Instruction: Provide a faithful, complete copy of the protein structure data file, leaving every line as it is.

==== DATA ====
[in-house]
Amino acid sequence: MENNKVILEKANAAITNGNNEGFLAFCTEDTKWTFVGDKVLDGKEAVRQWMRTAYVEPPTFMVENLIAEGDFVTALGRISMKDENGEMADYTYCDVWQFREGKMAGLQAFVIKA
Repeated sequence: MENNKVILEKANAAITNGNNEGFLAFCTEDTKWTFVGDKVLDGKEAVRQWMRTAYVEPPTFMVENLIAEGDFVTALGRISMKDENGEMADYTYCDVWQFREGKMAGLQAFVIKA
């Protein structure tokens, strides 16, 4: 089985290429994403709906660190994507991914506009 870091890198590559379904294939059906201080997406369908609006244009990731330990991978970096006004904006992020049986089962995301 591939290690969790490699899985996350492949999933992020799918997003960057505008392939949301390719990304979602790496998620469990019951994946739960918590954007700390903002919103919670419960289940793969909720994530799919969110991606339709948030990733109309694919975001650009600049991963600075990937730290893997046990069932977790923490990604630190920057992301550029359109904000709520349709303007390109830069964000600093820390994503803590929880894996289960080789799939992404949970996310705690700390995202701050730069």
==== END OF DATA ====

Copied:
[in-house]
Amino acid sequence: MENNKVILEKANAAITNGNNEGFLAFCTEDTKWTFVGDKVLDGKEAVRQWMRTAYVEPPTFMVENLIAEGDFVTALGRISMKDENGEMADYTYCDVWQFREGKMAGLQAFVIKA
Repeated sequence: MENNKVILEKANAAITNGNNEGFLAFCTEDTKWTFVGDKVLDGKEAVRQWMRTAYVEPPTFMVENLIAEGDFVTALGRISMKDENGEMADYTYCDVWQFREGKMAGLQAFVIKA
């Protein structure tokens, strides 16, 4: 089985290429994403709906660190994507991914506009 870091890198590559379904294939059906201080997406369908609006244009990731330990991978970096006004904006992020049986089962995301 591939290690969790490699899985996350492949999933992020799918997003960057505008392939949301390719990304979602790496998620469990019951994946739960918590954007700390903002919103919670419960289940793969909720994530799919969110991606339709948030990733109309694919975001650009600049991963600075990937730290893997046990069932977790923490990604630190920057992301550029359109904000709520349709303007390109830069964000600093820390994503803590929880894996289960080789799939992404949970996310705690700390995202701050730069």